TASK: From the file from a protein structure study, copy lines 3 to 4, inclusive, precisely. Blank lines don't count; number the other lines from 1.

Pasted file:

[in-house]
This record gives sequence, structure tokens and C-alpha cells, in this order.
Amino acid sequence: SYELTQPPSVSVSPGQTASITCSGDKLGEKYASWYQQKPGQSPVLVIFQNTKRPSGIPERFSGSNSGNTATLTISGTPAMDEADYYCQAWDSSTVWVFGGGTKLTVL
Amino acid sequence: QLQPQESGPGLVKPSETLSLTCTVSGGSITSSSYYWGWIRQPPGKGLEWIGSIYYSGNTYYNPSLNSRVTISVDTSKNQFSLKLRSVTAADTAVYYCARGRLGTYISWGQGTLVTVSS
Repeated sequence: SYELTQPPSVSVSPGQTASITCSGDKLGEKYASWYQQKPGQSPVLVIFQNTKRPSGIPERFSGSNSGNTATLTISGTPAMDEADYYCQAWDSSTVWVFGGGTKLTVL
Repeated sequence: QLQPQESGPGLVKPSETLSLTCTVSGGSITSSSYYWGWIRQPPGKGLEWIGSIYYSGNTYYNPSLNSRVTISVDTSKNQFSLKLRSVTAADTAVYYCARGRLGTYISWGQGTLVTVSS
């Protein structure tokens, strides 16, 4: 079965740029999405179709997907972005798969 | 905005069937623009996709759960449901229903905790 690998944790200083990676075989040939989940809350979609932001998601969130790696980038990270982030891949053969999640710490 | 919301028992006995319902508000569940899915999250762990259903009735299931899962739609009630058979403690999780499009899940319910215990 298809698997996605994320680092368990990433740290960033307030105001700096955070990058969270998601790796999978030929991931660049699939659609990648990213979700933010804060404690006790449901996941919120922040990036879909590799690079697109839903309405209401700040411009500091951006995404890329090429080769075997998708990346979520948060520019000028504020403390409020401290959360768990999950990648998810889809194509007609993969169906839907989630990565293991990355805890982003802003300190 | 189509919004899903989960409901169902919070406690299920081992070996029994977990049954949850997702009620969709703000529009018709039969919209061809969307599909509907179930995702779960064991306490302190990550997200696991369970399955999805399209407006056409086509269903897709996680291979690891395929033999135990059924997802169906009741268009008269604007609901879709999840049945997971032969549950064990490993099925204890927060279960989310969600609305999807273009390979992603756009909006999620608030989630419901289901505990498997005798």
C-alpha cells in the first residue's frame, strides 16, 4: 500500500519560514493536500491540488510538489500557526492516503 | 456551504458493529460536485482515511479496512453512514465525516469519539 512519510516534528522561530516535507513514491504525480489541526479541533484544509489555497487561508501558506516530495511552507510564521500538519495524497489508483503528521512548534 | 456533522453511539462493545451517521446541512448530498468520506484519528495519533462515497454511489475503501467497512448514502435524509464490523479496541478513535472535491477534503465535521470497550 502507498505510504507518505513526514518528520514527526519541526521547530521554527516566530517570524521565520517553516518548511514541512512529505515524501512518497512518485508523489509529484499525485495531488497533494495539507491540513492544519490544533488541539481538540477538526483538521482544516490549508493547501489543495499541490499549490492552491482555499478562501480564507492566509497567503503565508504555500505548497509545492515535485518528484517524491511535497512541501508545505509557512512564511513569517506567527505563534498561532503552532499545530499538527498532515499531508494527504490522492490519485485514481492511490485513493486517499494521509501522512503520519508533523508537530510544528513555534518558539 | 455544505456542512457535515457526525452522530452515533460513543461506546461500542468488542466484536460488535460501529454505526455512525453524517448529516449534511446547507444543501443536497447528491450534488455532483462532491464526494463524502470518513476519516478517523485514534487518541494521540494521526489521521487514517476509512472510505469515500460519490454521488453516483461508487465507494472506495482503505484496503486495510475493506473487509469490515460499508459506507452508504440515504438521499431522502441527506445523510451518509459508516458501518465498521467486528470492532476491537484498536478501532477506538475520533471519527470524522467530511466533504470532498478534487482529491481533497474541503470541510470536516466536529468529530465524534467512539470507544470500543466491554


Amino acid sequence: SYELTQPPSVSVSPGQTASITCSGDKLGEKYASWYQQKPGQSPVLVIFQNTKRPSGIPERFSGSNSGNTATLTISGTPAMDEADYYCQAWDSSTVWVFGGGTKLTVL
Amino acid sequence: QLQPQESGPGLVKPSETLSLTCTVSGGSITSSSYYWGWIRQPPGKGLEWIGSIYYSGNTYYNPSLNSRVTISVDTSKNQFSLKLRSVTAADTAVYYCARGRLGTYISWGQGTLVTVSS